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02 June 2024 // Genesis 12

Moving Onward!
Abram’s Call (vs. 1-3)
Great land
Great nation
Great name
Great blessing
Great protection

Looking Upward!
Abram’s Commitment  (vs. 4-9)
Trusts in God’s command
Steps out on faith
Follows God’s direction
Receives God’s blessing
Worships God for it

Failing Downward!
Abram’s Collapse (vs. 10-16)

Proceeding Forward!
God’s Unfailing Promise (vs. 17-20)
Increased wealth
Continued blessing and hope

  • What did the message teach me about God/Jesus/Holy Spirit?
  • What did the message teach me about the human condition?
  • Is there anything I need to confess, repent, or be grateful for, because of this passage?
  • How do I need help in believing and applying this scripture to my life?
  • How can I encourage others with this passage?

“So Abram went, as the LORD had told him” ( Genesis 12:4). This is the demonstration of faith that the author of Hebrews, as well as Paul in Romans 4, celebrate when they speak of the faith of Abram and his obedience to God. And it is easy to read over it and miss it. Yet imagine you had a dog that you called to come to you. But instead of coming when called, the dog lay down. You’d say that was a bad dog. If you told your child to pick up her toys, but she said no and sat down, that would be a disobedient child. If you instructed an employee to call a client, but he said no and never called them, that would be a bad employee. The point is, we notice when someone does the wrong thing, but do we notice when someone does the obedient thing? Abram’s demonstration of obedient faith here is something believers should both celebrate and emulate. He is an example of faith for us to imitate.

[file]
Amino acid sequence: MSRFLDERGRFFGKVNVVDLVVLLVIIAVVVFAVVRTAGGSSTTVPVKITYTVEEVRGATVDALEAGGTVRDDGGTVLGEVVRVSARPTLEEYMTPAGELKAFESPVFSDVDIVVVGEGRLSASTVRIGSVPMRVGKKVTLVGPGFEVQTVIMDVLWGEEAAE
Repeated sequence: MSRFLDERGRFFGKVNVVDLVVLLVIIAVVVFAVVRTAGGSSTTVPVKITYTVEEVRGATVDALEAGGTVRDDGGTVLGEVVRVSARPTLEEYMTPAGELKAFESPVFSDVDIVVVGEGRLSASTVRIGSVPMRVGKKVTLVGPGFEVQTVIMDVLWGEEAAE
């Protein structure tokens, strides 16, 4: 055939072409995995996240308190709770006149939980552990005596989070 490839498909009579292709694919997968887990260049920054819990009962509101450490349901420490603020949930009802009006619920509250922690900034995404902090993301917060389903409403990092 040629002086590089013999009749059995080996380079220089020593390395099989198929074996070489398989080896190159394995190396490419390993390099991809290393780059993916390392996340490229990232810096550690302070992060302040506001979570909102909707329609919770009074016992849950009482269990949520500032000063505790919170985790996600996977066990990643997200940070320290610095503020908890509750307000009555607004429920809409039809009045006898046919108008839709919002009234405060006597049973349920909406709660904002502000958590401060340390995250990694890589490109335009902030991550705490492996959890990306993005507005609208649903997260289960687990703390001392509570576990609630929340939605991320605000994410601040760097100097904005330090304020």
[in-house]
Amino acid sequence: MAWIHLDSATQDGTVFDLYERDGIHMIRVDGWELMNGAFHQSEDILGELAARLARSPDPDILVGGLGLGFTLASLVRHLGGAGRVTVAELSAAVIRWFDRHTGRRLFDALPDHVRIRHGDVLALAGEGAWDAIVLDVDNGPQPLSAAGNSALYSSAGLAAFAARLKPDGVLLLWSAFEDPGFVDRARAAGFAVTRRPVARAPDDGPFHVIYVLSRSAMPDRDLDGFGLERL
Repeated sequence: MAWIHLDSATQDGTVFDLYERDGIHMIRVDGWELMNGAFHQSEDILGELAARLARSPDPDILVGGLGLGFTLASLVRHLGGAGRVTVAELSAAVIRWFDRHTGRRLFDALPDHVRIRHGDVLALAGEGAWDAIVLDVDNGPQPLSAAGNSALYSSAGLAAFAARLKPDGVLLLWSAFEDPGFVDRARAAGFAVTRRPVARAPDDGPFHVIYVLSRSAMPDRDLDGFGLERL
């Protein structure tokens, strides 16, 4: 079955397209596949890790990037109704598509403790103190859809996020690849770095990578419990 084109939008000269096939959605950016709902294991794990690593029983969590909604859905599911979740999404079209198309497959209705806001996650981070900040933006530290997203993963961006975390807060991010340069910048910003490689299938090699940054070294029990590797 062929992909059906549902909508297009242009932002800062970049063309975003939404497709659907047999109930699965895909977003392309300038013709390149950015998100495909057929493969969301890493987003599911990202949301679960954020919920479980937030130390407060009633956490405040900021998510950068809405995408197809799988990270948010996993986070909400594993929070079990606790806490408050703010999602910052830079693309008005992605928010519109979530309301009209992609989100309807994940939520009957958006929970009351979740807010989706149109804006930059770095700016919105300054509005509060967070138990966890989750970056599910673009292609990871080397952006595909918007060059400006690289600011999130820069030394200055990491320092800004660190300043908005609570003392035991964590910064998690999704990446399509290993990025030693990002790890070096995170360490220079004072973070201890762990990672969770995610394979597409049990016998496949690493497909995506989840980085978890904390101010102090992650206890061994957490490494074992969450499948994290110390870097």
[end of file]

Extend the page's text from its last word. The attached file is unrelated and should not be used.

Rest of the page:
The Land of UR:
Sir Leonard Woolley’s excavation of the ancient Mesopotamian city of Ur in the 1920s and early 1930s was a media event. During the thirteen years of excavations, the great newspapers of the world followed his progress in countless articles. Woolley’s discovery of the royal cemetery of Ur with its large cache of gold objects and evidence of human sacrifice attracted travelers from around the world, including mystery writer Agatha Christie. Young Agatha married Woolley’s assistant, M. E. L. Mallowan, and set her 1936 mystery Murder in Mesopotamia in an excavation in Iraq. Later she wrote in her autobiography:
Leonard Woolley saw with the eye of imagination: the place was as real to him as it had been in 1500 B.C., or a few thousand years earlier. Wherever he happened to be, he could make it come alive. While he was speaking I felt in my mind no doubt whatever that the house on the corner had been Abraham’s. It was his reconstruction of the past and he believed in it, and anyone who listened to him believed in it also.